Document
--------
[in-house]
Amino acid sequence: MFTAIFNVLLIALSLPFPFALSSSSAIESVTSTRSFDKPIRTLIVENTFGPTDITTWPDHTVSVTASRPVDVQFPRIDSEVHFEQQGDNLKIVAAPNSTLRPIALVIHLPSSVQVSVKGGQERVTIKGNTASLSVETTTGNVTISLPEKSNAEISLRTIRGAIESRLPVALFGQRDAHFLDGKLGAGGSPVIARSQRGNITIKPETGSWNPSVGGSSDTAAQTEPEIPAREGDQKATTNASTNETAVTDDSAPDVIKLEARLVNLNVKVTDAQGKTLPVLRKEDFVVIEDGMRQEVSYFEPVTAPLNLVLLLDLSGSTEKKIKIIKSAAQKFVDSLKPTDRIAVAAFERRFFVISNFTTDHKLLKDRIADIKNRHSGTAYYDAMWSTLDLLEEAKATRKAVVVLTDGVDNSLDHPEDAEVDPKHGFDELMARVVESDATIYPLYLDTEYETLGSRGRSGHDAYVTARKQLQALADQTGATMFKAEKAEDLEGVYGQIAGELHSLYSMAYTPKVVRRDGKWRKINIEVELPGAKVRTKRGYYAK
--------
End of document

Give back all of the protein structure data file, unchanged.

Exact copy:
[in-house]
Amino acid sequence: MFTAIFNVLLIALSLPFPFALSSSSAIESVTSTRSFDKPIRTLIVENTFGPTDITTWPDHTVSVTASRPVDVQFPRIDSEVHFEQQGDNLKIVAAPNSTLRPIALVIHLPSSVQVSVKGGQERVTIKGNTASLSVETTTGNVTISLPEKSNAEISLRTIRGAIESRLPVALFGQRDAHFLDGKLGAGGSPVIARSQRGNITIKPETGSWNPSVGGSSDTAAQTEPEIPAREGDQKATTNASTNETAVTDDSAPDVIKLEARLVNLNVKVTDAQGKTLPVLRKEDFVVIEDGMRQEVSYFEPVTAPLNLVLLLDLSGSTEKKIKIIKSAAQKFVDSLKPTDRIAVAAFERRFFVISNFTTDHKLLKDRIADIKNRHSGTAYYDAMWSTLDLLEEAKATRKAVVVLTDGVDNSLDHPEDAEVDPKHGFDELMARVVESDATIYPLYLDTEYETLGSRGRSGHDAYVTARKQLQALADQTGATMFKAEKAEDLEGVYGQIAGELHSLYSMAYTPKVVRRDGKWRKINIEVELPGAKVRTKRGYYAK